Under federal law, if you have received a pardon from any state, the pardoned conviction cannot be used by federal authorities to prosecute you for “unlawful possession of a firearm” under federal law, unless the pardon specifically says you cannot possess a gun.[19] However, just because you cannot be prosecuted under federal law does not mean you cannot be prosecuted under State law. Some states have stricter gun laws than federal law. If regaining your gun rights is important to you, make sure you make your desire known during the application process.

In most cases, federal immigration authorities cannot rely solely on a conviction that has been subject to a pardon for the purpose of deporting you from the country. If immigration is not an issue for you, this benefit is obviously irrelevant.

Although a pardon forgives you of the crime you committed and restores your civil rights, it does not erase, seal, or expunge your conviction from your criminal record. In other words, getting a pardon does not make you “innocent” of the crime again.[20]

For that reason, you cannot deny that you were convicted of the crime if asked on an application. [5] Likewise, the pardon can still be used against you for sentencing purposes when you are convicted of any future offenses.[5] However, a conviction that has been pardoned cannot be used to impeach you (attack your credibility) if you are ever a witness in a future court proceeding, provided you were not convicted of a felony after you receive the pardon. Also, the federal government cannot rely solely on a conviction that has been pardoned to deport you from the country.

If you are ever concerned that your conviction may be a problem when you apply for a job, housing, a trade or occupational license, you might want to send a copy of the pardon to the employer, landlord, or licensing agency. Many if not most employers, landlords, and licensing agencies will ignore your conviction if they know you have been pardoned. A pardon is, after all, a strong official statement from the highest executive officer of the State forgiving of the crime and essentially declaring you a rehabilitated individual.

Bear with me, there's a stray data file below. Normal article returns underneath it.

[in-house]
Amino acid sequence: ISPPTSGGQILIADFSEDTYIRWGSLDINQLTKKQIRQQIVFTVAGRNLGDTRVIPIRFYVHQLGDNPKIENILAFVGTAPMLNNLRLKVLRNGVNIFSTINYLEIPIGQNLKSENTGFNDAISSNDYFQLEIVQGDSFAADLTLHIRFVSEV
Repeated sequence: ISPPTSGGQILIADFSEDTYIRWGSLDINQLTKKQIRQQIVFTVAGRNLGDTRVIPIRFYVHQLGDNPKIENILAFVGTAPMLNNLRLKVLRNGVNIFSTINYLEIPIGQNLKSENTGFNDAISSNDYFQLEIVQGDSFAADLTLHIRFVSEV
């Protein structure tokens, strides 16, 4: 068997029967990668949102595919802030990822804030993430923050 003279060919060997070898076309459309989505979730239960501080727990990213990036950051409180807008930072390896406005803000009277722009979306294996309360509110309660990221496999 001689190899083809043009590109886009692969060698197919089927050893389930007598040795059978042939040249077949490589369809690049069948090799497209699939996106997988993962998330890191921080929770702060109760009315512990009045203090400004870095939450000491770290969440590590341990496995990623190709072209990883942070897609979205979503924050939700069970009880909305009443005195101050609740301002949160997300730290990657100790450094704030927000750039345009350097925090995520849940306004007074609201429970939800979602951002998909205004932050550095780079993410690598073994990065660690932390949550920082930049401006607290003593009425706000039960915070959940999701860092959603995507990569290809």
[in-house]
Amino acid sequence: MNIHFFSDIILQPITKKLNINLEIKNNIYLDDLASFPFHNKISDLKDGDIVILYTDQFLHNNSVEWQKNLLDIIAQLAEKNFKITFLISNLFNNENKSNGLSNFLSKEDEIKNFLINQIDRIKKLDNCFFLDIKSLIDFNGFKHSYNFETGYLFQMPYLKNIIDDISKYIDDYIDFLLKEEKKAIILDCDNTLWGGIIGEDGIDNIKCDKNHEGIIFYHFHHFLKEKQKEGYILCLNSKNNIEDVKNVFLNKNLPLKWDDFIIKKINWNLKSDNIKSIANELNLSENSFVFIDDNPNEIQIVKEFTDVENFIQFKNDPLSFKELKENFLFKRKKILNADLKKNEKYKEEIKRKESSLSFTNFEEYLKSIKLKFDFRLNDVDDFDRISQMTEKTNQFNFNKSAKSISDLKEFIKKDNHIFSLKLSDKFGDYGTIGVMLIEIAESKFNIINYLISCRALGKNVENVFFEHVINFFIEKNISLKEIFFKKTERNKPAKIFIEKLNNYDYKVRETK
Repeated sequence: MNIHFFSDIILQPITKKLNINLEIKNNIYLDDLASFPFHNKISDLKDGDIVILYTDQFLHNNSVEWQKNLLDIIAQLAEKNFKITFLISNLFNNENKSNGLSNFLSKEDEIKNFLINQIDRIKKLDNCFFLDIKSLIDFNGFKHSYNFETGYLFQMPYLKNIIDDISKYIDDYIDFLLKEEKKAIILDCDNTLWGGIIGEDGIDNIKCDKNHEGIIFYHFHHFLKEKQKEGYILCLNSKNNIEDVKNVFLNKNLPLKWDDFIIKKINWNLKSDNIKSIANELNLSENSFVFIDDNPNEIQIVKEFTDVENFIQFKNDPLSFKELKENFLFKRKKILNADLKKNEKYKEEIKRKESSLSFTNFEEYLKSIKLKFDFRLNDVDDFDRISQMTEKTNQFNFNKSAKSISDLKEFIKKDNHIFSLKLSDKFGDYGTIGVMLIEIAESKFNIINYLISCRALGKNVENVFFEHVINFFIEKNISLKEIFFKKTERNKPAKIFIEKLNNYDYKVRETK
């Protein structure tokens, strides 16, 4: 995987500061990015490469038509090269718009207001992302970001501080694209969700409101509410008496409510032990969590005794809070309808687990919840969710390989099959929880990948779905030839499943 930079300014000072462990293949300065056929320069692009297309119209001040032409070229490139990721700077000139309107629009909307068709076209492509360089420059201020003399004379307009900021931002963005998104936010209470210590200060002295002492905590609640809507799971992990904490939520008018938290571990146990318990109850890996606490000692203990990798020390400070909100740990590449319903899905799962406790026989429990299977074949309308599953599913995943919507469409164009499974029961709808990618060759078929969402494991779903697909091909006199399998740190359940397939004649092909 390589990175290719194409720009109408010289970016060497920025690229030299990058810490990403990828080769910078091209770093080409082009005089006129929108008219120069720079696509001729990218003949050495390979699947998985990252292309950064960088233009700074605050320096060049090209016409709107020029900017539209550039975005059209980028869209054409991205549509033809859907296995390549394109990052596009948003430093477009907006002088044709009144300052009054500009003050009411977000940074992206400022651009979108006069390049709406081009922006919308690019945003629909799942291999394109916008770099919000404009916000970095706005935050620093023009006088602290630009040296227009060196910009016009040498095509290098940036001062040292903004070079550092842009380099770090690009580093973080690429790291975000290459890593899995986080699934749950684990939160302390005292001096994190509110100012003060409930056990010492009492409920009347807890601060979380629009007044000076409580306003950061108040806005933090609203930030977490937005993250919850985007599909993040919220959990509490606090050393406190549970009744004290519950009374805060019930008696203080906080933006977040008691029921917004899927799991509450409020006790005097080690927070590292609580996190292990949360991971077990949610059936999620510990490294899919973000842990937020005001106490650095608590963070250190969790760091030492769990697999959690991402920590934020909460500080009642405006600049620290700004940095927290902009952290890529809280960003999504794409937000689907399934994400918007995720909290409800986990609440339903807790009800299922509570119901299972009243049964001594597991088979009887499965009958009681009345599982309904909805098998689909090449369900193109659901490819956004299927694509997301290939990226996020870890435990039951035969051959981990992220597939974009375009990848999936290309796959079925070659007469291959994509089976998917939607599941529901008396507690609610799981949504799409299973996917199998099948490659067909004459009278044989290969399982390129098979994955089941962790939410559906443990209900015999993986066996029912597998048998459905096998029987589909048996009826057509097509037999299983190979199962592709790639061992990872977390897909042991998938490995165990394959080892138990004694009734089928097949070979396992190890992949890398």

Finally, keep in mind that the effects of a pardon can vary from state to state. If you receive a pardon in Arizona and then move to another state, that other state might take away your gun rights or require you to register as a sex offender again, even though the pardon removed those restrictions while you were still in Arizona. Fortunately, states tend to honor and respect each other’s pardons.

External Links


  1. 1.0 1.1 Ariz. Const. art. V, § 5.
  2. Ariz. Rev. Stat. § 31-446.
  3. Ariz. Rev. Stat. § 31-402.
  4. 4.0 4.1 Pardon Application and Instructions
  5. 5.0 5.1 5.2 5.3 5.4 5.5 The Sentencing Project, Arizona, Margaret Colgate Love,
  6. Ariz. Rev. Stat. § 13-3410.
  7. Ariz. Rev. Stat. § 13-706.
  8. Daisy Kirkpatrick, Administrative Assistant III
  9. 9.0 9.1 Ariz. Rev. Stat. § 13-4414.
  10. See Wigglesworth v. Maudlin, 195 Ariz. 432, 990 P.2d 26 (Ariz. Ct. App. 1999)(“Given its history, courts traditionally have taken the position that clemency lies outside the adjudicative process and generally escapes review by the courts.”)(citation omitted).
  11. Ariz. Admin. Code R. 5-4-201(G).
  12. Ariz. Rev. Stat. § 31-445.
  13. Source: Arizona Board of Executive Clemency,
  14. Ariz. Rev. Stat. § 13-904.
  15. Ariz. Rev. Stat. § 13-912.
  16. Ariz. Rev. Stat. §§ 13-905 & 13-906.
  17. Ariz. Rev. Stat. § 13-907.
  18. 18.0 18.1 Ariz. Rev. Stat. §§ 13-905 & 13-906.
  19. 18 U.S.C. 921(a)(20) & (33).
  20. See Russell v. Royal Maccabees Life Insurance Co., 193 Ariz. 464, 974 P.2d 443 (Ariz. Ct. App. 1998)(“Most courts have held that a pardon for a criminal offense is not a defense to a disbarment. ‘The reasoning of courts holding a pardon to be no defense to a disbarment has usually been that while a pardon relieves the offender from punishment which the law imposes for the crime, a pardon does not by itself restore the lawyer’s character or blot out the fact that the lawyer committed the offense for which he was convicted.’”)(citations omitted); Op. Atty. Gen. No. 183-042 (1983)(“The language of A.R.S. Section 13-907 itself shows that expungement does not destroy the fact of conviction.”); Op. Atty. Gen. No. 189-082 (1989)(“[A] court order using either the term ‘expunge’ or the term ‘set aside’ does not require the actual obliteration of the fact of conviction from . . . public . . . records.”).